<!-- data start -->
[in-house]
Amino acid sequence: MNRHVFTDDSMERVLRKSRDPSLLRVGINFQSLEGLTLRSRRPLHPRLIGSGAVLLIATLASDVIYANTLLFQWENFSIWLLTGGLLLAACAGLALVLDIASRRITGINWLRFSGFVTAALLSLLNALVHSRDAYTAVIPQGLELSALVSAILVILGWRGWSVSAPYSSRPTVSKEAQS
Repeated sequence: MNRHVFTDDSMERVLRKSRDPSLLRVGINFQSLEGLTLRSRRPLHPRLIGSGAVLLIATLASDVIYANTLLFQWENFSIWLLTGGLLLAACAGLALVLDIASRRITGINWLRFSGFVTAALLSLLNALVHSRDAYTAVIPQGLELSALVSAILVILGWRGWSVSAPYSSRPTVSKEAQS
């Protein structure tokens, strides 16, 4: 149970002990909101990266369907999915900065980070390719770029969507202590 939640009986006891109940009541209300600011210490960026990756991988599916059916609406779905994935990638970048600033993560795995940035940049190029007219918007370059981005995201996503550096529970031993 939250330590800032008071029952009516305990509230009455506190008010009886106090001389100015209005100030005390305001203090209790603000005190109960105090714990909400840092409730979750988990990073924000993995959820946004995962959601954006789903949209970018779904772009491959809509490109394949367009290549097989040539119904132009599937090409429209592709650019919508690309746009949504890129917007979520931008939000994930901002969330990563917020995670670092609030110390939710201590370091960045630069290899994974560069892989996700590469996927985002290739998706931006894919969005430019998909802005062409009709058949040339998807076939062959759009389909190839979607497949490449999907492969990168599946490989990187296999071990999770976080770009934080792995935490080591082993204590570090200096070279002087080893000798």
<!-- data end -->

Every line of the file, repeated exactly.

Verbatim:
[in-house]
Amino acid sequence: MNRHVFTDDSMERVLRKSRDPSLLRVGINFQSLEGLTLRSRRPLHPRLIGSGAVLLIATLASDVIYANTLLFQWENFSIWLLTGGLLLAACAGLALVLDIASRRITGINWLRFSGFVTAALLSLLNALVHSRDAYTAVIPQGLELSALVSAILVILGWRGWSVSAPYSSRPTVSKEAQS
Repeated sequence: MNRHVFTDDSMERVLRKSRDPSLLRVGINFQSLEGLTLRSRRPLHPRLIGSGAVLLIATLASDVIYANTLLFQWENFSIWLLTGGLLLAACAGLALVLDIASRRITGINWLRFSGFVTAALLSLLNALVHSRDAYTAVIPQGLELSALVSAILVILGWRGWSVSAPYSSRPTVSKEAQS
């Protein structure tokens, strides 16, 4: 149970002990909101990266369907999915900065980070390719770029969507202590 939640009986006891109940009541209300600011210490960026990756991988599916059916609406779905994935990638970048600033993560795995940035940049190029007219918007370059981005995201996503550096529970031993 939250330590800032008071029952009516305990509230009455506190008010009886106090001389100015209005100030005390305001203090209790603000005190109960105090714990909400840092409730979750988990990073924000993995959820946004995962959601954006789903949209970018779904772009491959809509490109394949367009290549097989040539119904132009599937090409429209592709650019919508690309746009949504890129917007979520931008939000994930901002969330990563917020995670670092609030110390939710201590370091960045630069290899994974560069892989996700590469996927985002290739998706931006894919969005430019998909802005062409009709058949040339998807076939062959759009389909190839979607497949490449999907492969990168599946490989990187296999071990999770976080770009934080792995935490080591082993204590570090200096070279002087080893000798």